Friday, June 13, 2014

Day XX

This Thursday is the twentieth and last dig day. Everyone is busy finishing up their units, writing their paper work, and the weather was great. My unit, # 201, is about seventy centimeters deep now. I've found a countless amount of artifacts since hacking away the large grey chalk piece (that was the bane of my existence for about a week) that revealed a sealed layer of French and British era material. These finds include: green lead-glaze ceramic, reddish orange Choctaw earthenware (as well as charred pieces), charcoal, A LOT of bone (and burnt bone), blue on white faience, creamware, German salt-glazde ceramic, at least twenty nails and larger stakes (some of them perfectly preserved), copper wire, brass hardware, glass, brick, mortar, and multiple chalk pieces with quarry marks.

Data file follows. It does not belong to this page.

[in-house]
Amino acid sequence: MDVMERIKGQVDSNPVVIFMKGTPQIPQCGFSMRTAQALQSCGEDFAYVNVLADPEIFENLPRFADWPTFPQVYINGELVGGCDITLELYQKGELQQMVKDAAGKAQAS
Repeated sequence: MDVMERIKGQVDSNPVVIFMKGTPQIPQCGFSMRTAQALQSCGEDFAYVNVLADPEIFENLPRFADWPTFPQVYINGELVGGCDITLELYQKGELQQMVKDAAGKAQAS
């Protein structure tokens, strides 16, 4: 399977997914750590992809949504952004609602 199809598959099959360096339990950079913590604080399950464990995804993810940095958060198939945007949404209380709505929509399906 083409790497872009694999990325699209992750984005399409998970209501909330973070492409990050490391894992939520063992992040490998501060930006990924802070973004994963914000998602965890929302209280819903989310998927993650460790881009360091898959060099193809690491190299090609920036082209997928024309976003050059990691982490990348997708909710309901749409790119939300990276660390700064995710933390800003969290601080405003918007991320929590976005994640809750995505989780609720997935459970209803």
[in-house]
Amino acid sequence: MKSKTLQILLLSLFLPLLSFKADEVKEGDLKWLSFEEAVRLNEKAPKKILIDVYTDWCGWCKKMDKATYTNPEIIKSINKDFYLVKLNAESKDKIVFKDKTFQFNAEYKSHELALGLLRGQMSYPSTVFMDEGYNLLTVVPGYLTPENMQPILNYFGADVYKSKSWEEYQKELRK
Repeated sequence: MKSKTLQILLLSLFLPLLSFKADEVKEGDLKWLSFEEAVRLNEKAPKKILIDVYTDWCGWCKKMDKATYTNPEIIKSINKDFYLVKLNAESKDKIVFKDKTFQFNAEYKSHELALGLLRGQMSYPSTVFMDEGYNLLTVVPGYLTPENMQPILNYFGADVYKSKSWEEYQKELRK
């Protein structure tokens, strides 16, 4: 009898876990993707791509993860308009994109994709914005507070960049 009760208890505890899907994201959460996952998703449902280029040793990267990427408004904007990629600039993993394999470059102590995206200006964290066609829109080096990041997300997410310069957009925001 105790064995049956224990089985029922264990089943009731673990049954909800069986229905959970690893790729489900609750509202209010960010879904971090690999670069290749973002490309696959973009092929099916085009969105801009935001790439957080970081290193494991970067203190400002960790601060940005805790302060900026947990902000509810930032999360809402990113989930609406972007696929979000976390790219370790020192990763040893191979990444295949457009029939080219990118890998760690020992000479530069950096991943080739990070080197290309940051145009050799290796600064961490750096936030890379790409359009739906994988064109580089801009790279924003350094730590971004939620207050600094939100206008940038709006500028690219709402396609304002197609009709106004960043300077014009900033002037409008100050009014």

From what I've found in my unit as well as the units to the south, we can speculate that as the Spanish took over the old Fort Tombecbe they most likely burned the barracks structure, or what as left of it, while salvaging what they could to use as a foundation for Fort Confederation's earthwork-walls. In addition to the artifacts and chalk pieces, river gravel, peculiar fossils, and an orange-brown clay was discovered. This leads us to hypothesize that while the Spanish we're definitley salvaging what was left of the old fort for their own purposes, they were probably bringing in fill material from farther south (possibly from near present day Mobile) as well.

This month has been a blast, and my first field experience is one I'll never forget. Dr. D (aka Diesel) has been saying the whole month that the last few days hold the best artifacts and, while the Shroud was an awesome find, me and Diesel came across an epic piece of a white ceramic dish while troweling through the southern end of my unit. The pictures from today are endless but here is my favorite.

White ceramic dish.

- Lee Light Horse Reissig

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